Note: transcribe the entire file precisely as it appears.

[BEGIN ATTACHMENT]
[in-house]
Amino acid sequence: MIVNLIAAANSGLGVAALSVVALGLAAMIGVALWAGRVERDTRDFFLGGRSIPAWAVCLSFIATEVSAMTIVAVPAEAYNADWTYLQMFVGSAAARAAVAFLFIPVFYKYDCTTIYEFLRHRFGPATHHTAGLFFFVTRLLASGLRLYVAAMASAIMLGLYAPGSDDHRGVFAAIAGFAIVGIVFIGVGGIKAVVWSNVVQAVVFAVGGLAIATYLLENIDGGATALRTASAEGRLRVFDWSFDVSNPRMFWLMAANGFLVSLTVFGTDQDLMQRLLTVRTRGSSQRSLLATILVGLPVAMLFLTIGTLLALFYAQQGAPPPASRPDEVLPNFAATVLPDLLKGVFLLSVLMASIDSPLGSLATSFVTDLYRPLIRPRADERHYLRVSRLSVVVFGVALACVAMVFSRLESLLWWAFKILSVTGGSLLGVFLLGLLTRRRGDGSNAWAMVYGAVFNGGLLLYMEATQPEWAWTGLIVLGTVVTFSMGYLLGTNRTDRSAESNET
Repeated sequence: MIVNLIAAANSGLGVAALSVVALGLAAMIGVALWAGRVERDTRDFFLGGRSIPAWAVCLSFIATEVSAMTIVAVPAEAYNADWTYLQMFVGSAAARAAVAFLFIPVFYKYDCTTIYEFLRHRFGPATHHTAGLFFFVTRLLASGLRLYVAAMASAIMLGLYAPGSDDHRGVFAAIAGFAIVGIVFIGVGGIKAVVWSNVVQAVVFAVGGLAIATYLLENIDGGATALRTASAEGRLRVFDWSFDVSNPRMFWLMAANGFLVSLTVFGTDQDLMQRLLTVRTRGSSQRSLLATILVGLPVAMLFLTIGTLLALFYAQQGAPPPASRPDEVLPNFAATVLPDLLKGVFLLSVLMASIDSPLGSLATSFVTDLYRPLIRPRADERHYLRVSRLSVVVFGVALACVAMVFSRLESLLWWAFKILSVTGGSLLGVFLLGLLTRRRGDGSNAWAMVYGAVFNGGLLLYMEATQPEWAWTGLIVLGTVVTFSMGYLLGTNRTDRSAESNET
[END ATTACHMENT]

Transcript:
[in-house]
Amino acid sequence: MIVNLIAAANSGLGVAALSVVALGLAAMIGVALWAGRVERDTRDFFLGGRSIPAWAVCLSFIATEVSAMTIVAVPAEAYNADWTYLQMFVGSAAARAAVAFLFIPVFYKYDCTTIYEFLRHRFGPATHHTAGLFFFVTRLLASGLRLYVAAMASAIMLGLYAPGSDDHRGVFAAIAGFAIVGIVFIGVGGIKAVVWSNVVQAVVFAVGGLAIATYLLENIDGGATALRTASAEGRLRVFDWSFDVSNPRMFWLMAANGFLVSLTVFGTDQDLMQRLLTVRTRGSSQRSLLATILVGLPVAMLFLTIGTLLALFYAQQGAPPPASRPDEVLPNFAATVLPDLLKGVFLLSVLMASIDSPLGSLATSFVTDLYRPLIRPRADERHYLRVSRLSVVVFGVALACVAMVFSRLESLLWWAFKILSVTGGSLLGVFLLGLLTRRRGDGSNAWAMVYGAVFNGGLLLYMEATQPEWAWTGLIVLGTVVTFSMGYLLGTNRTDRSAESNET
Repeated sequence: MIVNLIAAANSGLGVAALSVVALGLAAMIGVALWAGRVERDTRDFFLGGRSIPAWAVCLSFIATEVSAMTIVAVPAEAYNADWTYLQMFVGSAAARAAVAFLFIPVFYKYDCTTIYEFLRHRFGPATHHTAGLFFFVTRLLASGLRLYVAAMASAIMLGLYAPGSDDHRGVFAAIAGFAIVGIVFIGVGGIKAVVWSNVVQAVVFAVGGLAIATYLLENIDGGATALRTASAEGRLRVFDWSFDVSNPRMFWLMAANGFLVSLTVFGTDQDLMQRLLTVRTRGSSQRSLLATILVGLPVAMLFLTIGTLLALFYAQQGAPPPASRPDEVLPNFAATVLPDLLKGVFLLSVLMASIDSPLGSLATSFVTDLYRPLIRPRADERHYLRVSRLSVVVFGVALACVAMVFSRLESLLWWAFKILSVTGGSLLGVFLLGLLTRRRGDGSNAWAMVYGAVFNGGLLLYMEATQPEWAWTGLIVLGTVVTFSMGYLLGTNRTDRSAESNET